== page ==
Drawing from her experience as the first woman director general of MI5, Stella Rimington gives us a story that is smart, tautly drawn, and suspenseful from first to last.
An announcement is made at a meeting of the British Intelligence Joint
Counter-Terrorist group: "The opposition may be about to deploy an
invisible." An "invisible" is CIA-speak for the ultimate intelligence
nightmare: a terrorist who is an ethnic native of the target country and who can
therefore cross its borders unchecked, move around the country unquestioned, and
go unnoticed while setting up the foundation for monstrous harm.
Intelligence officer Liz Carlyle has had to prove herself in countless ways as she's come up through the ranks of the traditionally all-male world of Britain's Security Service, MI5. But this announcement marks the start of an operation that will test all her hard-won knowledge and experienceand her intelligence and courageas nothing has before. Having analyzed information from her agents, she realizes that there is indeed an imminent terrorist threat. She may even have the invisible's point of entry. But what she cannot draw out of all the "chatter" is the invisible's identity and intended target.
With each passing hour, the danger increases. As the desperate hunt continues, it becomes clear that Liz's intuitive skills, her ability to get deep inside her enemy's head, are her best hope for tracking down the terrorist. But will that be enough? And can she succeed in time to avert a disaster?
Drawing from her experience as the first woman director general of MI5, Stella Rimington gives us a story that is smart, tautly drawn, and suspenseful from first to last. At Risk is a stunning debut novel that plunges us headlong into today's shadowy and fever-pitched battle between terrorism and Intelligence.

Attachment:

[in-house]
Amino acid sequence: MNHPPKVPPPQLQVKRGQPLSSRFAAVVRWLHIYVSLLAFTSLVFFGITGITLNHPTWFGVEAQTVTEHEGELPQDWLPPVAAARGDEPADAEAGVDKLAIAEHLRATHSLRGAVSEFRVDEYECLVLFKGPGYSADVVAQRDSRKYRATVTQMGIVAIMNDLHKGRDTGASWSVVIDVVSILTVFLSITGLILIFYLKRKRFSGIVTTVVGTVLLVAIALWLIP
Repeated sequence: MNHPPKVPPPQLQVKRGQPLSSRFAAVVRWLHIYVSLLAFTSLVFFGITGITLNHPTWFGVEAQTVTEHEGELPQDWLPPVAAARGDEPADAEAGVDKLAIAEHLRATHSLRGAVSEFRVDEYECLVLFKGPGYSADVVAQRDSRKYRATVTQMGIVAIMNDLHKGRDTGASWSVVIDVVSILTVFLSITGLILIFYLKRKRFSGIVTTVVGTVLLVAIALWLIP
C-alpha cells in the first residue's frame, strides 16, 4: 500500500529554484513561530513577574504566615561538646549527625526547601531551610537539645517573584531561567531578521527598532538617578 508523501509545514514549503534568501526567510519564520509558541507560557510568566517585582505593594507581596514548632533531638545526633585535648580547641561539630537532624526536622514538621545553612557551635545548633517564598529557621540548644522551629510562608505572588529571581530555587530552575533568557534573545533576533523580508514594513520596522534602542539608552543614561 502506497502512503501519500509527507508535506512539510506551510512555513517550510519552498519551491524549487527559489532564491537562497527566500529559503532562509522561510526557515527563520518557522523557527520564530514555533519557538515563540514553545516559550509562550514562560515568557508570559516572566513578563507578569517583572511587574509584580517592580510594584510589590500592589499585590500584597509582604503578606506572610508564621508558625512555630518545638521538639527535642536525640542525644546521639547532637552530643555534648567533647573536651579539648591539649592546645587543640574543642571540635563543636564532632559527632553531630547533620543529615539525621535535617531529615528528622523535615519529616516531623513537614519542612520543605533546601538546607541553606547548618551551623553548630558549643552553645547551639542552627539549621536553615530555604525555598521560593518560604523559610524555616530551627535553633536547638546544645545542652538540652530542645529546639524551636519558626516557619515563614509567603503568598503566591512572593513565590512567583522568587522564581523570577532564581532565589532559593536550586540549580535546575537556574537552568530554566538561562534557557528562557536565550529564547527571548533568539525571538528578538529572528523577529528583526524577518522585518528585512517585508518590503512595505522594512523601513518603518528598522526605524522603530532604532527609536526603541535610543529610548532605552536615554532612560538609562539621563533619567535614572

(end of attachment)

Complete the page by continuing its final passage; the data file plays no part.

With quiet finality, the tube train drew to a stop. A long hydraulic gasp, and
For several moments no one in the crowded carriage moved. And then, as the stillness and the silence deepened, eyes began to flicker. Standing passengers peered worriedly through the windows into the blackness, as if hoping for some explanatory vision or revelation.
They were halfway between Mornington Crescent and Euston, Liz Carlyle calculated. It was five past eight, it was Monday, and she was almost certainly going to be late for work. Around her pressed the smell of other people 's damp clothes. A wet briefcase, not her own, rested in her lap.
Nestling her chin into her velvet scarf, Liz leant back into her seat and cautiously extended her feet in front of her. She shouldn't have worn the pointed plum-coloured shoes. She 'd bought them a couple of weeks earlier on a light-hearted and extravagant shopping trip, but now the toes were beginning to curl up from ...
A perfectly enjoyable thriller but without the edge of a true master such as Le Carré. Still, considering Rimington's background (as the former Director General of MI5) and that this is her first foray into fiction, she is definitely one to watch.
(Reviewed by BookBrowse Review Team).
Full Review (382 words).
According to a BBC
Interview with Rimington, there is no exact equivalent to MI5 in
the USA - the nearest equivalent is what used to be called the Foreign
Counter Intelligence arm of the FBI. She goes on to say that "MI5 is a civilian
intelligence service with no powers of arrest or any other police powers, but a
lot of investigative powers. For example, tbey have the power to intercept
communications, follow people around, and search houses and cars. Its job is to help
to protect the country against serious threats to our national security by
generating intelligence, assessing it and taking action on it to prevent the
Rimington's autobiography, Open Secret, was published in 2001 ...
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